AT least 200 offenders died while under the supervision of the region’s probation services last year, more than a third of whom killed themselves.

More than a thousand people on probation in England and Wales died in 2018/19, with a spike in suicides contributing to the highest number of reported deaths in almost a decade.

Homelessness, welfare reform, probation service changes, unemployment and a lack of support following custodial sentences are some of the issues that could impact significantly upon the mental health of those adjusting to life post-prison, experts have suggested.

Ministry of Justice figures show that 80 people on the books of the four probation agencies operating in the North-East and North Yorkshire took their own lives in that period, compared to 60 the year before.

Bleak statistics released last week show there has been 779 self-inflicted deaths of offenders linked to the area since 2014/15, contributing to an overall figure of 1,332 suicides in England and Wales.

Helen Attewell, CEO of charity Nepacs – which supports offenders and their families – said the “shocking” figures were an indictment of a system that “cannot effectively meet people’s basic needs”.

She added: “Those people who are trying to turn their lives around after committing a crime and being punished need to have hope for a better future.

“Hope of employment, hope for somewhere safe to life, hope that there will be someone to care about them – a family member or a statutory agency.

“We know many people in the criminal justice system also have issues around addiction and may suffer from mental health problems.

“Without adequate support, the future looks like a bleak place – there must be more join-up between agencies, including the charitable sector, and clear focus on help for some of the most vulnerable members of our society.”

The 337 suicides in England and Wales represent a year on year increase of 19 per cent and account for 31 per cent of the deaths of offenders on probation in 2018/19.

The total number of deaths rose by 13 per cent in a year, and has almost doubled – from 557 to 1,093 – since the probation system underwent controversial reform in 2014/15.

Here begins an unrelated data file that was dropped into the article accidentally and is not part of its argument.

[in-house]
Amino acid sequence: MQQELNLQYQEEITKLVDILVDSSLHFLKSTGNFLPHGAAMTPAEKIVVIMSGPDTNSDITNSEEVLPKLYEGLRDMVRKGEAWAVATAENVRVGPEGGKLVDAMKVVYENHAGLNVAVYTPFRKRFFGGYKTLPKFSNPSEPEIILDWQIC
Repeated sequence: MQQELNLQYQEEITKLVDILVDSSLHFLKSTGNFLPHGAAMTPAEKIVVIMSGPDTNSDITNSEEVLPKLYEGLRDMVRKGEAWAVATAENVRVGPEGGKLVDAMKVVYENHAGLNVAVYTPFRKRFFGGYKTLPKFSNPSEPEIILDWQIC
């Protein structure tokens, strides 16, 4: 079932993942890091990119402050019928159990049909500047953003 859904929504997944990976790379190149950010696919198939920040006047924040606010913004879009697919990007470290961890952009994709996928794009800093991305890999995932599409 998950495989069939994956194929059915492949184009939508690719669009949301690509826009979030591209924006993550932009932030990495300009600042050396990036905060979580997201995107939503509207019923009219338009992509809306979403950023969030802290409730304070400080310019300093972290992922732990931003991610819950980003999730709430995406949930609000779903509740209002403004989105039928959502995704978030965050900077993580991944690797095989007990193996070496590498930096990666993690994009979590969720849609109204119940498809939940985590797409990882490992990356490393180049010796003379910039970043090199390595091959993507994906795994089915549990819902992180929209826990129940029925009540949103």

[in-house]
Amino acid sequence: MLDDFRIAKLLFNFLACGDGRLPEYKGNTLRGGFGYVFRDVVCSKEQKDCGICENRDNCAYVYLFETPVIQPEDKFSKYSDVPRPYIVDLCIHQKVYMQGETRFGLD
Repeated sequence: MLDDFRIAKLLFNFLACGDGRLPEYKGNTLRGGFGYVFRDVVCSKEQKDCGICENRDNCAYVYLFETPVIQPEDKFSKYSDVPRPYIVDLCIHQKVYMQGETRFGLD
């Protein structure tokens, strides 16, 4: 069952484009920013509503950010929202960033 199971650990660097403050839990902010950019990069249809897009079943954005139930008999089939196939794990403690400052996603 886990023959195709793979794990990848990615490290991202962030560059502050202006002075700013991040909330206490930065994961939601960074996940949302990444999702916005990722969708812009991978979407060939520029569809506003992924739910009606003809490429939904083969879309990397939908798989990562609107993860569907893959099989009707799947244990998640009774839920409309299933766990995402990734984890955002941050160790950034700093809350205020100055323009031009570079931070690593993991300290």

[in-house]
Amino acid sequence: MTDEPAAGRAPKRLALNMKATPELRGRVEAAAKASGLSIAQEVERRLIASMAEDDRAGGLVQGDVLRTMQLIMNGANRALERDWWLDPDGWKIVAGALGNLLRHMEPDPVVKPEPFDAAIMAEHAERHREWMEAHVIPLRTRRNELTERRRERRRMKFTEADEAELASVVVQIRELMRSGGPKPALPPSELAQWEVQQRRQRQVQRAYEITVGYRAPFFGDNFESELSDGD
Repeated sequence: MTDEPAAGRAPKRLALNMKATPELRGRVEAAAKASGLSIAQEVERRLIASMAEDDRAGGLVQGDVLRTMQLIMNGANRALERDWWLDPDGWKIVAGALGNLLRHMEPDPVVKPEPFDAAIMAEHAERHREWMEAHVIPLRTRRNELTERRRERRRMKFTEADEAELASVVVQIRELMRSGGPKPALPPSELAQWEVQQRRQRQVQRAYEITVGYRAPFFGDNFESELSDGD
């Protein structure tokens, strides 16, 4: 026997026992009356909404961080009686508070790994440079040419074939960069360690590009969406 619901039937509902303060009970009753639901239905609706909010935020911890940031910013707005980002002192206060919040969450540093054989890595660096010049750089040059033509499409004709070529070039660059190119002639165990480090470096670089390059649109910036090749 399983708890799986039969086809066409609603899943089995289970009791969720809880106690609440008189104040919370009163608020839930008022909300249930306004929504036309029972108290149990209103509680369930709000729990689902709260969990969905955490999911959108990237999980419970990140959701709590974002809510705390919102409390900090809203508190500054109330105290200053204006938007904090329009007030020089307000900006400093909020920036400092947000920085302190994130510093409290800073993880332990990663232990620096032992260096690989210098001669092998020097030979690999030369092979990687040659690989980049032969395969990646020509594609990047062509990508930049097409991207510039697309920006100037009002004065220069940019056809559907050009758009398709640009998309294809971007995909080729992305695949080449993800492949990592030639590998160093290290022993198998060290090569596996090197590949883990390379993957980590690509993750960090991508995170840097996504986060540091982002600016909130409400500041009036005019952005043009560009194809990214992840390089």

The launch of the contentious Transforming Rehabilitation Programme saw the service split in two amid warnings from within the MoJ.

The National Probation Service and its eight divisions now supervise high risk offenders while 21 private companies manage those deemed low or medium risk.

Jenny Chapman, who will be defending her Darlington seat in this election, was Shadow Prisons Minister at the time and believes the changes had a negative impact on the lives of many offenders.

She said: “There is a lack of adequate mental health support and a failure to provide sufficient rehabilitation for offenders, which can lead them to make very sad decisions.

“Changes to the probation service have undoubtedly contributed and have been a catastrophic failure from start to finish.”

A spokeswoman for the Probation Service said: "Probation reforms introduced since 2014 have led to 40,000 additional offenders being supervised every year, and our staff do everything in their powers to help offenders access vital services, including support for drug or alcohol problems, but they do not have sole responsibility for caring for them and their primary purpose is to protect the general public.

“Nonetheless, in light of the sharp rise in the number of deaths, we are conducting a review of the deaths of people under supervision to better understand the underlying causes."

The National Probation Service has a National Suicide Prevention Action Plan which seeks to reduce the number of self-inflicted deaths in the community.

The plain aims to raise awareness among staff around suicide prevention and to develop 'best practice' through work with stakeholders.

Campbell Robb, chief executive of charity Nacro - which helps to resettle ex-offenders in the community - said: “For the numbers of people on probation that take their own lives to almost double since 2014/15, once again shows that our current justice system simply isn’t working. 

"In many cases, people leaving prison or on community sentences are not receiving the support that they need to build a better, crime free life. 

"Many people in contact with the justice system have mental health concerns that are not always identified or treated, and all too often, we see that people leaving prison are often held back by homelessness, a lack of essential medication or health support, and do not have access to sufficient money to survive upon release.

“If we are to truly tackle this urgent issue, we need a relentless focus upon rehabilitation from the moment someone is sentenced, right through to resettlement within the community.”

Earlier this year, then Justice Secretary David Gauke announced plans to renationalise the supervision of offenders after their release from custody.

As a result, all offender supervision in the community will be carried out by the National Probation Service from Spring 2021.